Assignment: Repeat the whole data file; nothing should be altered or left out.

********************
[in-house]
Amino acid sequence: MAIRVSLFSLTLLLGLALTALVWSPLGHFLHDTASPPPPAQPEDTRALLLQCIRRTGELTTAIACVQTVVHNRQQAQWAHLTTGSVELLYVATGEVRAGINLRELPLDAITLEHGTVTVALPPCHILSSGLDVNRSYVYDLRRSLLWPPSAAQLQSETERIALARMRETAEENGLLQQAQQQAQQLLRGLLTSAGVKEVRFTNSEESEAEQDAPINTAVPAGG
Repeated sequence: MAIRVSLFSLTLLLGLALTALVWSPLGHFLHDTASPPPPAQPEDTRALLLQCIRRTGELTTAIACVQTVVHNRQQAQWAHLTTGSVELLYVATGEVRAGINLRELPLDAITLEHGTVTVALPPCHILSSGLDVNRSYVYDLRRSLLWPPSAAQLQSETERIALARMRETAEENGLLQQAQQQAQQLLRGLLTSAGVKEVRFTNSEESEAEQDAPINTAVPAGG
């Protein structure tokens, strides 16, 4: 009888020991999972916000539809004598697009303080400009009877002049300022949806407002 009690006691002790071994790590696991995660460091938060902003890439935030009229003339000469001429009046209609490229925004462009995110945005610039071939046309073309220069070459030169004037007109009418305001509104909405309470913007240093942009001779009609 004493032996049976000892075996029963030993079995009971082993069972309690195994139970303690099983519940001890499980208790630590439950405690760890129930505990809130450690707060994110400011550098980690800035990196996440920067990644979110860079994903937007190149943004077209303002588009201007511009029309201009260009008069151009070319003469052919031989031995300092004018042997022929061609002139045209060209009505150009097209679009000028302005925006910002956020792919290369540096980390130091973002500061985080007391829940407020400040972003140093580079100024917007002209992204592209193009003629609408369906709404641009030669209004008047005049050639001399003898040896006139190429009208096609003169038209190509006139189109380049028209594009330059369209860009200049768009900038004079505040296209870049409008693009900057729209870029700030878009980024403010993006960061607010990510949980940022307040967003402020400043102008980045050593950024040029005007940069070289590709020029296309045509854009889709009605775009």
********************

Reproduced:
[in-house]
Amino acid sequence: MAIRVSLFSLTLLLGLALTALVWSPLGHFLHDTASPPPPAQPEDTRALLLQCIRRTGELTTAIACVQTVVHNRQQAQWAHLTTGSVELLYVATGEVRAGINLRELPLDAITLEHGTVTVALPPCHILSSGLDVNRSYVYDLRRSLLWPPSAAQLQSETERIALARMRETAEENGLLQQAQQQAQQLLRGLLTSAGVKEVRFTNSEESEAEQDAPINTAVPAGG
Repeated sequence: MAIRVSLFSLTLLLGLALTALVWSPLGHFLHDTASPPPPAQPEDTRALLLQCIRRTGELTTAIACVQTVVHNRQQAQWAHLTTGSVELLYVATGEVRAGINLRELPLDAITLEHGTVTVALPPCHILSSGLDVNRSYVYDLRRSLLWPPSAAQLQSETERIALARMRETAEENGLLQQAQQQAQQLLRGLLTSAGVKEVRFTNSEESEAEQDAPINTAVPAGG
């Protein structure tokens, strides 16, 4: 009888020991999972916000539809004598697009303080400009009877002049300022949806407002 009690006691002790071994790590696991995660460091938060902003890439935030009229003339000469001429009046209609490229925004462009995110945005610039071939046309073309220069070459030169004037007109009418305001509104909405309470913007240093942009001779009609 004493032996049976000892075996029963030993079995009971082993069972309690195994139970303690099983519940001890499980208790630590439950405690760890129930505990809130450690707060994110400011550098980690800035990196996440920067990644979110860079994903937007190149943004077209303002588009201007511009029309201009260009008069151009070319003469052919031989031995300092004018042997022929061609002139045209060209009505150009097209679009000028302005925006910002956020792919290369540096980390130091973002500061985080007391829940407020400040972003140093580079100024917007002209992204592209193009003629609408369906709404641009030669209004008047005049050639001399003898040896006139190429009208096609003169038209190509006139189109380049028209594009330059369209860009200049768009900038004079505040296209870049409008693009900057729209870029700030878009980024403010993006960061607010990510949980940022307040967003402020400043102008980045050593950024040029005007940069070289590709020029296309045509854009889709009605775009």